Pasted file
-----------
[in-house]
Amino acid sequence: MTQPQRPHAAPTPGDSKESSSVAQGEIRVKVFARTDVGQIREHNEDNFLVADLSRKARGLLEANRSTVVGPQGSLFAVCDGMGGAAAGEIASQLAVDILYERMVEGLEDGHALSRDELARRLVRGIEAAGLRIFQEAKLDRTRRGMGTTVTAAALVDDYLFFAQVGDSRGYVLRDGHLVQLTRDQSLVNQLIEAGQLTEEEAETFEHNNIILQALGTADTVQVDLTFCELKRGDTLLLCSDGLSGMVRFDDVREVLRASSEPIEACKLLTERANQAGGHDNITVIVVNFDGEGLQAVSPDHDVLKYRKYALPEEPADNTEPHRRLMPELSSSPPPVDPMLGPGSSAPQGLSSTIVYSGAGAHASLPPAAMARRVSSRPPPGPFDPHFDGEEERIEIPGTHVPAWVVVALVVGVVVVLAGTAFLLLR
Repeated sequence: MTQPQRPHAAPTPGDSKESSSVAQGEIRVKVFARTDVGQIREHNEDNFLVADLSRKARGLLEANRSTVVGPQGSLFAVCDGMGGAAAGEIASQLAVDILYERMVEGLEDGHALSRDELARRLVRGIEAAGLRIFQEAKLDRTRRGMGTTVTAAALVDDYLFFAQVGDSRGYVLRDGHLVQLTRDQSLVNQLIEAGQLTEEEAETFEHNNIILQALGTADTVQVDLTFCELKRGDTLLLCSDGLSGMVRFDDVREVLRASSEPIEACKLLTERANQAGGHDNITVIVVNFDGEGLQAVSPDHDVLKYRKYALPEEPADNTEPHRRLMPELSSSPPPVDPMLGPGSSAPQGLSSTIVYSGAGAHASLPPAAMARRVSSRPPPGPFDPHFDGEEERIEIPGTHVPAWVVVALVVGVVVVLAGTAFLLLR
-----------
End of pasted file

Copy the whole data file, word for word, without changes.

[in-house]
Amino acid sequence: MTQPQRPHAAPTPGDSKESSSVAQGEIRVKVFARTDVGQIREHNEDNFLVADLSRKARGLLEANRSTVVGPQGSLFAVCDGMGGAAAGEIASQLAVDILYERMVEGLEDGHALSRDELARRLVRGIEAAGLRIFQEAKLDRTRRGMGTTVTAAALVDDYLFFAQVGDSRGYVLRDGHLVQLTRDQSLVNQLIEAGQLTEEEAETFEHNNIILQALGTADTVQVDLTFCELKRGDTLLLCSDGLSGMVRFDDVREVLRASSEPIEACKLLTERANQAGGHDNITVIVVNFDGEGLQAVSPDHDVLKYRKYALPEEPADNTEPHRRLMPELSSSPPPVDPMLGPGSSAPQGLSSTIVYSGAGAHASLPPAAMARRVSSRPPPGPFDPHFDGEEERIEIPGTHVPAWVVVALVVGVVVVLAGTAFLLLR
Repeated sequence: MTQPQRPHAAPTPGDSKESSSVAQGEIRVKVFARTDVGQIREHNEDNFLVADLSRKARGLLEANRSTVVGPQGSLFAVCDGMGGAAAGEIASQLAVDILYERMVEGLEDGHALSRDELARRLVRGIEAAGLRIFQEAKLDRTRRGMGTTVTAAALVDDYLFFAQVGDSRGYVLRDGHLVQLTRDQSLVNQLIEAGQLTEEEAETFEHNNIILQALGTADTVQVDLTFCELKRGDTLLLCSDGLSGMVRFDDVREVLRASSEPIEACKLLTERANQAGGHDNITVIVVNFDGEGLQAVSPDHDVLKYRKYALPEEPADNTEPHRRLMPELSSSPPPVDPMLGPGSSAPQGLSSTIVYSGAGAHASLPPAAMARRVSSRPPPGPFDPHFDGEEERIEIPGTHVPAWVVVALVVGVVVVLAGTAFLLLR